ACMA has moved the goal posts on email marketing
The concept of ‘refer-a-friend’ marketing has been around since… well, probably since marketing began. What better way to promote your goods and services than to get your customer to do it for you. Not only does it spread your message far and wide, it also brings the added weight of customer endorsement.
Look at social media. This is refer-a-friend marketing at its best. Why do we encourage customers to ‘like’ our Facebook page? To spread the word throughout our customers’ networks and encourage their friends to engage with our brand.
Refer-a-friend: genius tactic or marketing 101?
Perhaps now it’s neither.
Refer-a-friend marketing is under the spotlight after the Australian Communications and Media Authority (ACMA) issued a formal warning to McDonald’s Australia for sending marketing emails which did not meet the requirements of Australia’s Spam Act.
ACMA found that emails sent via the McDonald’s Happy Meal website using the ‘send to friends’ option had been sent without ensuring the friends’ consent. In addition, the ‘send to friends’ facility didn’t allow recipients to unsubscribe, a breach of the Spam Act.
You may not think that this is an unusual decision. Email refer-a-friend campaigns need to be conducted in a very specific way to ensure they don’t fall afoul of the Spam Act – and many companies get it wrong. But what makes this case unusual is that McDonalds had actually been following the rules as they had been understood and applied for the last 10 years.
So what happened? In a nutshell, it appears that ACMA has moved the goal posts.
Since the Spam Act was adopted in 2003, email refer-a-friend marketing has been conducted under very tight rules. The reason for this is that a company must get the consent of an individual before it sends a marketing email – i.e. the recipient must have either (i) requested it or (ii) has previously purchased or has some other commercial relationship with the company.
This requirement prevents a company from asking its customers to submit email addresses relating to their friends and then using those email addresses to send marketing messages. This is because the company doesn’t have consent to email the friend.
Instead the company must invite their customers to send an email to their friends, thereby relying on the relationship and the consent that exists between the customer and his or her friend.
For the past 10 years this approach has been permissible, providing it was done in a responsible manner. However, ACMA now says this was ‘not good enough.’ Why? Because by providing a webpage to facilitate the sending of the refer-a-friend message, McDonald’s was considered to have caused the email message to be sent by the customer to the friend.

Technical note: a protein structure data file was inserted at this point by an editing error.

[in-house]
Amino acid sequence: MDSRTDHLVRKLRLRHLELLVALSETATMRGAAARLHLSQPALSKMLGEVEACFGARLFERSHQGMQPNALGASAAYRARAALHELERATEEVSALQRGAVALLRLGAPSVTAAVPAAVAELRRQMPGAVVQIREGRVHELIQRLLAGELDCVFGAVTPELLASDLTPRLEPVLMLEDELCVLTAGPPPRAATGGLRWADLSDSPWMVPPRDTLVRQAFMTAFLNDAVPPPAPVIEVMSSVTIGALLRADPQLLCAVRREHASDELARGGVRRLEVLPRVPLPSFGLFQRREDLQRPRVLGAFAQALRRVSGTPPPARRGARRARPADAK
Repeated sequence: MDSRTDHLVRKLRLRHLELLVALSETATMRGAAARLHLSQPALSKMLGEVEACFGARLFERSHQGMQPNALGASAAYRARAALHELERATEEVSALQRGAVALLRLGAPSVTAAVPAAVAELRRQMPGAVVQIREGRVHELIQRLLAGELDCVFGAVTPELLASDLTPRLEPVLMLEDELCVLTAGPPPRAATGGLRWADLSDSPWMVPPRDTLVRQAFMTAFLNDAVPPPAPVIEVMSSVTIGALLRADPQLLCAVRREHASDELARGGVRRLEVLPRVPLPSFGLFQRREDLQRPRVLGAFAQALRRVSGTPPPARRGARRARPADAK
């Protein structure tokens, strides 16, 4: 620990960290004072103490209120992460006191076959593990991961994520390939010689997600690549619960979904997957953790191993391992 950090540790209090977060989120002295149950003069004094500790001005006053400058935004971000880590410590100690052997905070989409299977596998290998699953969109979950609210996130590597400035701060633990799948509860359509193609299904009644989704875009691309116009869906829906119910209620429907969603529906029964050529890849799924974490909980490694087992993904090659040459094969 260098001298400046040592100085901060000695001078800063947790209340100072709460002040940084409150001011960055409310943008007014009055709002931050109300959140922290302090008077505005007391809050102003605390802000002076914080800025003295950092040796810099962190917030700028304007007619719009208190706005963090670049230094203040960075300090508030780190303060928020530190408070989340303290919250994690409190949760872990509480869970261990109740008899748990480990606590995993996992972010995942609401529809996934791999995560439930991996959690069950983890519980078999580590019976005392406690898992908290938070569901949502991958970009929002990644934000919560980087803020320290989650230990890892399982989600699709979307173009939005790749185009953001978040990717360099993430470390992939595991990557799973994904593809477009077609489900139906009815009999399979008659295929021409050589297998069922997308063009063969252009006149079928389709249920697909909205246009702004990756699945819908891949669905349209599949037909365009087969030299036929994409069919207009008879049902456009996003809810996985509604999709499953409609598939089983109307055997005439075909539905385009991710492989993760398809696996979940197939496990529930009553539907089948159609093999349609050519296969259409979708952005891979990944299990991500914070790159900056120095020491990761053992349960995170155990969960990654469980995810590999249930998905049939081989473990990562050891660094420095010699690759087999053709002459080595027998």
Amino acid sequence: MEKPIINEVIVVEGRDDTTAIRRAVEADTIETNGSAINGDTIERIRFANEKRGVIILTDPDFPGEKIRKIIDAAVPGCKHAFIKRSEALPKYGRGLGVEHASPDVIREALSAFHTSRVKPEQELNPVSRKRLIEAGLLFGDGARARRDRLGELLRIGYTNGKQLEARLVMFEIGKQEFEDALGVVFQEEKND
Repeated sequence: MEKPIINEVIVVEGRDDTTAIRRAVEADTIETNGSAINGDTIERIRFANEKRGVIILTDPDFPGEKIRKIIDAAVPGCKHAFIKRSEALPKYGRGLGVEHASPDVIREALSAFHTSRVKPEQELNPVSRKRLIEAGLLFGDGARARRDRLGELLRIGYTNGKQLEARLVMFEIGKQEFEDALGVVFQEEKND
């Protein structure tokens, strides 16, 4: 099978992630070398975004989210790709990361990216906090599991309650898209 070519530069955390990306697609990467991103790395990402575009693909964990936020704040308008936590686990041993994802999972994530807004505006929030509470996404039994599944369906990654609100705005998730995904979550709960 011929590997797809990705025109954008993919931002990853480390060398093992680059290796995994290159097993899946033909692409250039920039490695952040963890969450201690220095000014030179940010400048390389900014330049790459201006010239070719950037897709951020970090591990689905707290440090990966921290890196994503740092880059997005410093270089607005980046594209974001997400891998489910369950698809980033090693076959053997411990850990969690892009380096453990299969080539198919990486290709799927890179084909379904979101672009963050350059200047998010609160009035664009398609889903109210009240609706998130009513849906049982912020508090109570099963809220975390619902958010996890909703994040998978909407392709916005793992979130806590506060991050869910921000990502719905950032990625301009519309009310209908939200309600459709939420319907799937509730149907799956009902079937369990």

So the next question is: when is a company considered to have ‘caused’ the sending of a marketing email? Unfortunately, that’s for you to guess. There is no definition in the Spam Act regarding what ‘cause’ means and ACMA can’t provide prescriptive guidance on the matter unless they have received a complaint or are making a decision.
So why is this decision important?
Firstly, Australia already has the strictest spam laws in the world. Most countries allow email marketing providing that the recipient is always offered an opportunity to opt out. Australia doesn’t. This is why refer-a-friend was an important mechanism in Australia as it was the only way that permitted email to be used as an acquisition tool.
Secondly, where does the marketer’s responsibility stop? Under ACMA’s new decision, if a marketer provides a ‘refer-a-friend’ facility on its website, it is responsible for proving that the sender has the consent of the end recipient (which is impossible). What if the customer forwards a marketing email received using their Outlook account, or emails a link to a company promotion? The distinction between the two seems incredibly narrow.
The McDonald’s decision really does change the face of refer-a-friend marketing in Australia. Let’s be clear, this is not just a marketing problem. This limits the extent to which businesses and consumers can communicate with each other… and indeed with their friends and family! What a complete absurdity! All this for just one complaint that was raised in relation to the McDonald’s campaign.
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